Economic anxiety is rampant. No one trusts banks, bankers or government Economics Minsiters any longer. Certainly not after the economic collapse of 2007-8. A lot of people now spend a lot of time worrying about their incomes, the security of their possessions or their homes and the possible future their children and grandchildren face. One could say, "it was ever thus" but there does seem to have been a massive upsurge in people taking extreme measures to secure their wealth. On the other end of the scale are those who have simply given up and make little effort at all.

Then there is that favourite - Planetary concern. I've certainly addressed this one often enough. Nature changes, it always has, and I've no doubt it always will. It has changed us through evolution and it is still changing us, even though we are now changing nature as well - and I'm NOT talking about climate here. We are certainly changing the environment. Every paved street increases rainwater run-off, every white painted roof changes the local rainfall pattern (True! A recent study shows that this measure REDUCES rainfall in an area by up to 16%). The truth is man has been changing nature since we first discovered how to grow crops to feed ourselves instead of having to push mammoths of cliffs and gather berries and nuts. What has changed since the beginning of the 20th Century is that the human population has exploded - particularly in those countries where the ecological balance is probably at its most delicate. One can understand this 'concern,' but, as the article I linked earlier points out, for some it has become almost a phobia. I would say that for many it has become a religion, just as the distrust of politicians has led some to turn 'proving' events like 9/11 were 'The Government trying to trick us' seems to have taken on the status of a Credo.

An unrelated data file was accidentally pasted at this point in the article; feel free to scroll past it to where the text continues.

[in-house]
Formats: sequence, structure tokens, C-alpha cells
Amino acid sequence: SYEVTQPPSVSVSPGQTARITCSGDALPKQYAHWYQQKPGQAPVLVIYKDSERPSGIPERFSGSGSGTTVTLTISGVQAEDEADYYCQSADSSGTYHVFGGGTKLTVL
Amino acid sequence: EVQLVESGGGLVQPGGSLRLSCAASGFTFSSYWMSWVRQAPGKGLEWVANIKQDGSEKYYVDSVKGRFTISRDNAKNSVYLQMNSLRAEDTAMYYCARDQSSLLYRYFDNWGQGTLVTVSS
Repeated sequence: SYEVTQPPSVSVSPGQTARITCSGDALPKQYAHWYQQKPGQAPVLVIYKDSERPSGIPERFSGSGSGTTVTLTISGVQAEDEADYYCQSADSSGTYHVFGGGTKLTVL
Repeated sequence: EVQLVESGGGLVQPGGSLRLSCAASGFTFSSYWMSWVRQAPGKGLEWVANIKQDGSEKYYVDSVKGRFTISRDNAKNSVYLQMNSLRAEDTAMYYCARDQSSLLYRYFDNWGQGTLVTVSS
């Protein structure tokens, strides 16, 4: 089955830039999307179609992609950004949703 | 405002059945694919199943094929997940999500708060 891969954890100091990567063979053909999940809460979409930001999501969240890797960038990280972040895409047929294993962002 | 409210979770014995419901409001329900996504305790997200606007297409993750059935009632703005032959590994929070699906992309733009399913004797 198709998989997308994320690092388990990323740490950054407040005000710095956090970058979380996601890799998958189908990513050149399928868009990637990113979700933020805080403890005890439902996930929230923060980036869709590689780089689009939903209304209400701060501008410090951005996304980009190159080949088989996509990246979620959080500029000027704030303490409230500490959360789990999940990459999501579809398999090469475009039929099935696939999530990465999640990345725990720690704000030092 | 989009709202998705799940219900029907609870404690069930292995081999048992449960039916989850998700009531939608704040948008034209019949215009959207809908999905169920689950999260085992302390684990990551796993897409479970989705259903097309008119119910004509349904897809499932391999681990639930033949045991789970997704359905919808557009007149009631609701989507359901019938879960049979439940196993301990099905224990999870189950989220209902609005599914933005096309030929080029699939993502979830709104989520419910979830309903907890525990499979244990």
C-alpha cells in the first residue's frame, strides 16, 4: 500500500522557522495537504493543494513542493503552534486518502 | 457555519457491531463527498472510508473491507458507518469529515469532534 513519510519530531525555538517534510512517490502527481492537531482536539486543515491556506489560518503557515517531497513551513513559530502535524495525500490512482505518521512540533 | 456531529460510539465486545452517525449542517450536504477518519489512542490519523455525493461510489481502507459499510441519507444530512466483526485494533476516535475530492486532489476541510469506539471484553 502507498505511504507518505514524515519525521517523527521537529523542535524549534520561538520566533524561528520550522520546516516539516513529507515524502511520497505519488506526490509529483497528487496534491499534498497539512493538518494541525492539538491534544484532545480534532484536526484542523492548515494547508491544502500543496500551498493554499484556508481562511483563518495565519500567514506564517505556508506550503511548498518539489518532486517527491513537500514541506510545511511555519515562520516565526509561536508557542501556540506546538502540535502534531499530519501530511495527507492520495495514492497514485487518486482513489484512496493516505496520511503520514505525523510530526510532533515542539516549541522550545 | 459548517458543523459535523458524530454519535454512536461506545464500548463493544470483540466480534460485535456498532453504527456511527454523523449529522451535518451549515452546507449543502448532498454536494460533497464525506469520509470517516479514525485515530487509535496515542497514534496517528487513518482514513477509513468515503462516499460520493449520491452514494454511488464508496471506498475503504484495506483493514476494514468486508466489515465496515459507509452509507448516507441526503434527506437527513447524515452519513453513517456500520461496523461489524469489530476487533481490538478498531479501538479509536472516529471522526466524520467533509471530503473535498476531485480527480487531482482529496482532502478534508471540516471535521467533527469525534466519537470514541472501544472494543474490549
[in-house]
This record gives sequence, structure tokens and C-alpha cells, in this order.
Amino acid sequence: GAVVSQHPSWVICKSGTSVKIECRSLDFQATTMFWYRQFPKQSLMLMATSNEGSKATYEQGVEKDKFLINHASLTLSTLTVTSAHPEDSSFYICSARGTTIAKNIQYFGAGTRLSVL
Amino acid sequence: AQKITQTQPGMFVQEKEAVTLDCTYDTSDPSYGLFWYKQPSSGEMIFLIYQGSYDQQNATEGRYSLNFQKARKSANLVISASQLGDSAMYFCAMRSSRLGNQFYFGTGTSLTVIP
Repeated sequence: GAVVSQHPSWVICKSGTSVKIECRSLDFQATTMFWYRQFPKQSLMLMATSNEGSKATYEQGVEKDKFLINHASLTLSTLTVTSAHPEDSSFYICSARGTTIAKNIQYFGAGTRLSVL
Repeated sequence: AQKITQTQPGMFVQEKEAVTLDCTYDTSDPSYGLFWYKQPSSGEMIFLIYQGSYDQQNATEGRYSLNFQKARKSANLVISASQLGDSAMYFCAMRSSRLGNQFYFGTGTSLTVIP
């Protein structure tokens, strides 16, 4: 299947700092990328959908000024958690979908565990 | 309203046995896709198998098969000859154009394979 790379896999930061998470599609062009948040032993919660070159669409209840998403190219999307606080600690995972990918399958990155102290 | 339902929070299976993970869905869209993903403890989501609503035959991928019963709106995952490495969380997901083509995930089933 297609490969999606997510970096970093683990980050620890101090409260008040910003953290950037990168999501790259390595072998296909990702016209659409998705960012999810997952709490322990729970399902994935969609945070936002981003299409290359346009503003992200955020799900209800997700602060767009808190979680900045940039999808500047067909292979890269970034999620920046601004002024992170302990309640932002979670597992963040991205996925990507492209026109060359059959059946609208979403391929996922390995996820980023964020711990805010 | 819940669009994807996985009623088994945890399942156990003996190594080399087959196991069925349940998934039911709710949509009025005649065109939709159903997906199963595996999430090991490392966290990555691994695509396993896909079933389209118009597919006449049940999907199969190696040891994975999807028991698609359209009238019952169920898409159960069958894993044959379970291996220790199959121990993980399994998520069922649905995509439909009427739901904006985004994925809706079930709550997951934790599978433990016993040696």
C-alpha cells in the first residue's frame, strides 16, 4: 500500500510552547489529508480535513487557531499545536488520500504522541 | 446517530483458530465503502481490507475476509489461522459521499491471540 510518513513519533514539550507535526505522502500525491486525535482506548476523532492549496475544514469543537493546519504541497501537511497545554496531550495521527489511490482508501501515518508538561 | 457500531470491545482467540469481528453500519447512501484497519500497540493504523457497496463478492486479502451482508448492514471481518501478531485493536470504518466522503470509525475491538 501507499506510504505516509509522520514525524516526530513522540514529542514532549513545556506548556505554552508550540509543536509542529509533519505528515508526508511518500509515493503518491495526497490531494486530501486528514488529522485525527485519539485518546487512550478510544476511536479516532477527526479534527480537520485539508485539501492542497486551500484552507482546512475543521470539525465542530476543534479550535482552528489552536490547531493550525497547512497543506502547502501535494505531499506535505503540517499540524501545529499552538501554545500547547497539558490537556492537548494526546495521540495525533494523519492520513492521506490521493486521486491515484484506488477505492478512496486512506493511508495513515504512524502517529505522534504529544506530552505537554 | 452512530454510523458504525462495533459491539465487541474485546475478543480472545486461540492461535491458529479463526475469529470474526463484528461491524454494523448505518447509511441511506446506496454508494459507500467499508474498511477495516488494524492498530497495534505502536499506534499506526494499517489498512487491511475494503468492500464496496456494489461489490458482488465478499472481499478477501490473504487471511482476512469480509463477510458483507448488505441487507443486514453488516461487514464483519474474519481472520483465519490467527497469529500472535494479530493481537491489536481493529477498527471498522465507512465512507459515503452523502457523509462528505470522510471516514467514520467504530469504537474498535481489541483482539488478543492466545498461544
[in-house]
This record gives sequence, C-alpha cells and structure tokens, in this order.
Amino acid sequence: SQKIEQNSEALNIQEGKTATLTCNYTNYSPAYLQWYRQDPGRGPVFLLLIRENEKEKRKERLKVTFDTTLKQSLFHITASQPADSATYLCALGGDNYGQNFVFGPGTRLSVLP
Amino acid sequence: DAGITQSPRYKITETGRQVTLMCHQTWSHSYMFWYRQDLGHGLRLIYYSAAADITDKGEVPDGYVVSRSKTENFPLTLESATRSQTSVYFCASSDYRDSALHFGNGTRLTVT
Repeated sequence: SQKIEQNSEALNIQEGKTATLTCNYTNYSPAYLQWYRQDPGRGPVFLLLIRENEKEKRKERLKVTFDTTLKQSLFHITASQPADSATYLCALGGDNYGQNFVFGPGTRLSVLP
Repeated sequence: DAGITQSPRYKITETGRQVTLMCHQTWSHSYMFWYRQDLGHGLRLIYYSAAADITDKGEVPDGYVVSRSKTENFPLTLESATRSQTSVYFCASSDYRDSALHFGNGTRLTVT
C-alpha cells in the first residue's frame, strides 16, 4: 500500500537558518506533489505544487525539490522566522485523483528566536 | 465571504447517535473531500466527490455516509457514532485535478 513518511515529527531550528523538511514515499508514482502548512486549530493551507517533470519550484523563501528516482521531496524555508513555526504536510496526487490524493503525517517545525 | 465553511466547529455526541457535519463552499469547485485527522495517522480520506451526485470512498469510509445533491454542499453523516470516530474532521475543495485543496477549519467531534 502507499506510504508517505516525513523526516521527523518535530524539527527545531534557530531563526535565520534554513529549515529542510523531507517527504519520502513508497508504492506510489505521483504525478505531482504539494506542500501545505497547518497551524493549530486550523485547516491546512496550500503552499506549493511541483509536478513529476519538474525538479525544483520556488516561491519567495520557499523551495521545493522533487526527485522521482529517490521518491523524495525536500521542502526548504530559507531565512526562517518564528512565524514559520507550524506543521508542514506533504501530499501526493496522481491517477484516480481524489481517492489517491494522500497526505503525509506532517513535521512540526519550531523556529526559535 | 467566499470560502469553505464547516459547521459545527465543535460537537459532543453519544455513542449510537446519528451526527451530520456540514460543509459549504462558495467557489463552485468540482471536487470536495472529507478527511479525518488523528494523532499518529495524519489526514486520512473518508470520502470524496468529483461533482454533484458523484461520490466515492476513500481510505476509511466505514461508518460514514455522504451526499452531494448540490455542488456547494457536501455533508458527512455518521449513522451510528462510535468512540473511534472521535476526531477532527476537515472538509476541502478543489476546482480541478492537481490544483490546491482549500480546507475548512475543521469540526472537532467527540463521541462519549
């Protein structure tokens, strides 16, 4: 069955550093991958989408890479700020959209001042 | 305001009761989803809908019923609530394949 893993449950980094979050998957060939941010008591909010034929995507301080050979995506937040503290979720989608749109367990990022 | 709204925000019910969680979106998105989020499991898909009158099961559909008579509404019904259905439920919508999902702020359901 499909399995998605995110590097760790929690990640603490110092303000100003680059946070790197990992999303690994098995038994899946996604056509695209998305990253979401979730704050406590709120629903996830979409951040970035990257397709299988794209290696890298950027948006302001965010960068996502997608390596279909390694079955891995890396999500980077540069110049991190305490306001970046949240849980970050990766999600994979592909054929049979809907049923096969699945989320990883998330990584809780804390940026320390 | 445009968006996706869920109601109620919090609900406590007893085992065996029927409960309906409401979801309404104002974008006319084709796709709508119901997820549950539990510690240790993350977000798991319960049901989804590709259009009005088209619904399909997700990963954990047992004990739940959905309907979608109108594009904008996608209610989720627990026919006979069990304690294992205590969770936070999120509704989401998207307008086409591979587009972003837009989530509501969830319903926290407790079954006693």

As for fear of the future, the problem appears to be how much we know about events and possible events. I would also suggest this is further fuelled by the "Fourth Estate's" penchant for sensational headlines. "Near miss by Massive Asteroid" screamed a recent headline. The sub headline reported that scientisits had calculated it might collide. What didn't become apparent until almost the end of the piece was that the calculations showed a one in heaven knows how many, chance of a collision occurring in several thousand years. Other similar 'dire predictions' include one from last year that the €uro had less than two months of life left to it. I have to say its a pretty lively corpse, but I've not seen any retraction of that headline. We are constantly bombarded with messages regarding 'safety,' suggesting we are all likely to be maimed or killed getting out of bed. Our children are constantly told they are in danger of sexual abuse and we are told there are threats of terrorism, Islamification and probably little green men from somewhere outlandish as well. No wonder some people tell their physicians they "Can't see a future."

The information age has its drawbacks. We get far to much information thrust at us, and the human brain isn't good at processing out the 'noise' I don't need to be worried about - especially when a lot of it is about potential threats. We are also not good at checking our facts. Often we half hear something, or here it, but then process it through our bias filters and arrive at something less than what was actually said. This is a major problem. Throw in the fact that most of our "fact checks" are now a quick check on "Mr Google" and the problem is compounded. Not everything on the internet is factual, nt everything is correct, and there is probably as much misinformation out there as fact.

I agree with Dr. Edland, we do live in a new Age of Anxiety. I'd love to say to some of the angst ridden Doomsayers I encounter from time to time  - "Get a life! Grow up, there are no monsters 'under the bed'" - but I'd probably be breaching their "human right" to be paranoid ...

I just hope this excessive anxiety streak and obsession with Doomsday passes soon. Unfortunately, I suspect we need to evolve out of it - and that probably means a whole new human species. Oops, I think I've just started a new phobia for some folk ...